What’s the name for the ‘weird’ period between Christmas and New Year?


The time between Christmas and New Year can be very confusing, and the Norwegians even have a name for it. But what do we call that ‘weird’ period in the UK? Here is everything you need to know

Christmas tree and woman with wine
Christmas is over and many feel a bit ‘in limbo’

Christmas is technically over. You’ve stuffed yourself on turkey, roast potatoes and Brussels sprouts, and you have unwrapped every present under the tree.

The day after, on Boxing Day, you might have continued eating your Christmas leftovers with family, or just had a nice relaxing day.

After that the main day of the festive period is New Year’s Eve.

Somewhere between December 27 and December 31, time becomes quite abstract, and it can be hard to know what to do with yourself.

You’ve spent the whole of December preparing for Christmas Day – buying presents, planning meals and drinking lots of mulled wine.

But come December 27 you’re left to navigate post-Christmas life with a tin of Quality Streets which only includes the chocolates no one wants.

What is the period between Christmas and New Year called?

The presents have been opened – what to do now?
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Image:

Education Images/Universal Images Group/Getty Images)

There isn’t a specific name for the week between Christmas and New Year in English.

In Norway they call it Romjul or mellomjul, which basically means the period between Christmas and New Year.

However, some people have decided to make up their own word for it.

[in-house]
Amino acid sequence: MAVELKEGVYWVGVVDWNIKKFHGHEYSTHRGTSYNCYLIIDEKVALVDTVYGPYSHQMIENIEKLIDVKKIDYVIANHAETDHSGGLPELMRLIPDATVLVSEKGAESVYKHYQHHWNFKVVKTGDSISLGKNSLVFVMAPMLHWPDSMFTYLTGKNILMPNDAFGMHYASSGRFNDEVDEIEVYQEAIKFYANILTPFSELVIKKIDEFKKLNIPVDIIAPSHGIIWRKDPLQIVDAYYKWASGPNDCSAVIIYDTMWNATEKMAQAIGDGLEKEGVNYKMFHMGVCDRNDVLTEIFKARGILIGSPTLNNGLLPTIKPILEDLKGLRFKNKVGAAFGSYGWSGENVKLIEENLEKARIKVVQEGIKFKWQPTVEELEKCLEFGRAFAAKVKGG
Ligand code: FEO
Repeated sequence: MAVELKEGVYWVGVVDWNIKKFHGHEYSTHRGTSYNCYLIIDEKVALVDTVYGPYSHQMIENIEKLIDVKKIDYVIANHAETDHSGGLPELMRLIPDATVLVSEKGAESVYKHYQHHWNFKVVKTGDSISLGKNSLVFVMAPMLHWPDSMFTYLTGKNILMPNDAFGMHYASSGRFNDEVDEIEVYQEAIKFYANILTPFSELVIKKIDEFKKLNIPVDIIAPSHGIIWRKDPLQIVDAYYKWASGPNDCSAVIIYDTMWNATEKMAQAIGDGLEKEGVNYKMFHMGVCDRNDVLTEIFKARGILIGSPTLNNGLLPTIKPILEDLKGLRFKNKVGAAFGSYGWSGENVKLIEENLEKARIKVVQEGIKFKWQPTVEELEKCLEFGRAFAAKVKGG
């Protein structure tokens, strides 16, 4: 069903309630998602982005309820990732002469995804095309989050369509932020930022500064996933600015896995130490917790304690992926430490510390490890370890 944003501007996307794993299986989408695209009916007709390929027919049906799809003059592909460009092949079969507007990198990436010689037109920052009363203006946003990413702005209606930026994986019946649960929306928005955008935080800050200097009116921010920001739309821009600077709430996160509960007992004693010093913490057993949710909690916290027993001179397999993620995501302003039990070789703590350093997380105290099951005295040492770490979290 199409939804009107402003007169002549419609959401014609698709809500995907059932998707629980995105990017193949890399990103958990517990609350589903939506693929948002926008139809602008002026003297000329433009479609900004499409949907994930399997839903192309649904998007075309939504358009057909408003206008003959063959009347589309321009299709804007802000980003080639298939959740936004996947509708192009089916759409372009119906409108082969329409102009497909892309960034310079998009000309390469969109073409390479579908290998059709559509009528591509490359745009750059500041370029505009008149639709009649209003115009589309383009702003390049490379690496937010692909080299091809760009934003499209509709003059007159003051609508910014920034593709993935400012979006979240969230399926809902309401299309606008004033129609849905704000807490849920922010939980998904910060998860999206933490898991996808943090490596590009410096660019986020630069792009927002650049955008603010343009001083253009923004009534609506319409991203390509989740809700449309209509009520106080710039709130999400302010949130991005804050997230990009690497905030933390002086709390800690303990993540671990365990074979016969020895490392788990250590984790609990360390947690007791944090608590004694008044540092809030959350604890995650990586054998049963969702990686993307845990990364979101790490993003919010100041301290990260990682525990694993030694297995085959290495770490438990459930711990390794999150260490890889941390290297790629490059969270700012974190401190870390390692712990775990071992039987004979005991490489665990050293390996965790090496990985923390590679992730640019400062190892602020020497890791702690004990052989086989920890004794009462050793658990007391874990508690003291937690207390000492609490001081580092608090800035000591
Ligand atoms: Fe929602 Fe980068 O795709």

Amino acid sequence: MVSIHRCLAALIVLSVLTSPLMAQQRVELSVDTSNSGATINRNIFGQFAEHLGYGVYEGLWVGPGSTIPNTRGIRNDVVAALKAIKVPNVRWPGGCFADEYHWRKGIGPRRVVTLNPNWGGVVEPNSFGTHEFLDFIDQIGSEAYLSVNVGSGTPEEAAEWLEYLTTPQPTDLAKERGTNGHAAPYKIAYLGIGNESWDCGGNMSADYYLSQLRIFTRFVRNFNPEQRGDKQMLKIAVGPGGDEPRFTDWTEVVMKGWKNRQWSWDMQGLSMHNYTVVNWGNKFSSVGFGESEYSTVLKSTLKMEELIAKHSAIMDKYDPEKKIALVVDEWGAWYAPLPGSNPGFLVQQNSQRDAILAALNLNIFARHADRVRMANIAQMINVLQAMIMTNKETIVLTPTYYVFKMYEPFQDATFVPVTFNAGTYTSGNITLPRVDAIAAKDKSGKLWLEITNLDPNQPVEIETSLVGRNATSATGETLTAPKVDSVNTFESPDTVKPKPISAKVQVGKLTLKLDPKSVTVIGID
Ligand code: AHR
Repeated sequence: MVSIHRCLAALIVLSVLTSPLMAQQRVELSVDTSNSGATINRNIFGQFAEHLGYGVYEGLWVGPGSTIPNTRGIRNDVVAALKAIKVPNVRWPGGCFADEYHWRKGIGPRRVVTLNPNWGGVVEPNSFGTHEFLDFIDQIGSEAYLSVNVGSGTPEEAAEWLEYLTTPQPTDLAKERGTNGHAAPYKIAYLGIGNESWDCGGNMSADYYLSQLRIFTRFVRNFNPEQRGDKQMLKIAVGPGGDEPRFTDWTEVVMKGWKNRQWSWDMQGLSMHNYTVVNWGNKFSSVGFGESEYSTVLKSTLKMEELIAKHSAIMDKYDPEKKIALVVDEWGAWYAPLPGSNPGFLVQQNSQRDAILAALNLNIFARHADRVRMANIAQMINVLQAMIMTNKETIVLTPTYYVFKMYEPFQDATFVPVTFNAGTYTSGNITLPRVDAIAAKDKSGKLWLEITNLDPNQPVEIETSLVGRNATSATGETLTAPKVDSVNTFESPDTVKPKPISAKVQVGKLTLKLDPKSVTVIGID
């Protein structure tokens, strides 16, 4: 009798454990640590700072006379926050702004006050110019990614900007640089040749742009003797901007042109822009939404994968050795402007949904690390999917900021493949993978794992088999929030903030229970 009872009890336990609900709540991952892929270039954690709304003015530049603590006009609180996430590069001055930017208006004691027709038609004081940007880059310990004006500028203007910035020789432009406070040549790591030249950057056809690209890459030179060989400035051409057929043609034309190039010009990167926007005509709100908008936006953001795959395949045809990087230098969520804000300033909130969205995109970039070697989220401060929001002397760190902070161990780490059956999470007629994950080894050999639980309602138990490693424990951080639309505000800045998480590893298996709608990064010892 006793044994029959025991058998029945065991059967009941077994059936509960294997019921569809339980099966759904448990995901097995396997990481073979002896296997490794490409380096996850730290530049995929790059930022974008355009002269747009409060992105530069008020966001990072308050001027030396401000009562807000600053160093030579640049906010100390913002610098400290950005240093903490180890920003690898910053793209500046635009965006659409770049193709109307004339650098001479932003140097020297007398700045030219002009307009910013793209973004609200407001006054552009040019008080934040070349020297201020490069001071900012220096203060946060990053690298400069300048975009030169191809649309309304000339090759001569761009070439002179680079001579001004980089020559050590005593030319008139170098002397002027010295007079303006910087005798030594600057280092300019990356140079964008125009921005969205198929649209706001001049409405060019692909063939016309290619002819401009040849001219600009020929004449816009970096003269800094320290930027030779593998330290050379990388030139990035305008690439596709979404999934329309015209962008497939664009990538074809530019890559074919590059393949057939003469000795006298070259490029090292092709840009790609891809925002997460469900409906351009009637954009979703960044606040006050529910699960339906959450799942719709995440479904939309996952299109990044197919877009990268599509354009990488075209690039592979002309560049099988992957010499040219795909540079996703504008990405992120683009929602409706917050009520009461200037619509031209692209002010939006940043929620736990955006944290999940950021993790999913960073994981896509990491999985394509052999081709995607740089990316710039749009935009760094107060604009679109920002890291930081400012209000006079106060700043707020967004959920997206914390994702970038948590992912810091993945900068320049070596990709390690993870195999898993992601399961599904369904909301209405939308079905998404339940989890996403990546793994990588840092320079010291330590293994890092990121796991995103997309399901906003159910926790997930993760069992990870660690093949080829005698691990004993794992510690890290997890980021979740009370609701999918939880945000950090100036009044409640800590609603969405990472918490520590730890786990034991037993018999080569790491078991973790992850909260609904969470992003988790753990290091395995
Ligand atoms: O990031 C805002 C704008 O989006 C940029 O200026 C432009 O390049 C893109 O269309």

One user on Twitter said: “Between Christmas and New Year – Twixtmas.”

Another person took to the platform and said: “The time between Christmas and New Year’s Day is called the Witching Week and nothing you do in this week counts.”

Another word which sums up what many people do during this time is “Food Week,” which was suggested by a Twitter user.

Chrimbo Limbo is another suggestion, because “no one knows what day it is”.

There also seems to be some agreement that it should be called the “Festive Perineum”.

Other suggestions on social media include “Christmastide”, “the void”, the “festive period” or the “Taint”.

What to do between Christmas and New Year

You could do some shopping in the sales
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Getty Images)

What you do between Christmas and New Year is entirely up to you.

For some it may just be a normal week at work, others may want to relax, or to get stuff done around the house.

If you’re feeling a bit lost, you could always have a clear out. You might have got some extra belongings over Christmas, so it’s a great time to sort through everything.

Throw away any clothes you haven’t worn over the last year, and be ruthless with old things.

If you want to get some exercise done, you could go for a nice wintry walk. Get some fresh air and discover a new place.

This time is also a great time to pick up the book that’s been on the shelf for six months, or testing out the new Kindle you got for Christmas.

After Christmas there is also likely to be a lot of sales, so you could do a spot of shopping.

What do you call the time between Christmas and New Year? Let us know in the comments below.

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George Holan

George Holan is chief editor at Plainsmen Post and has articles published in many notable publications in the last decade.

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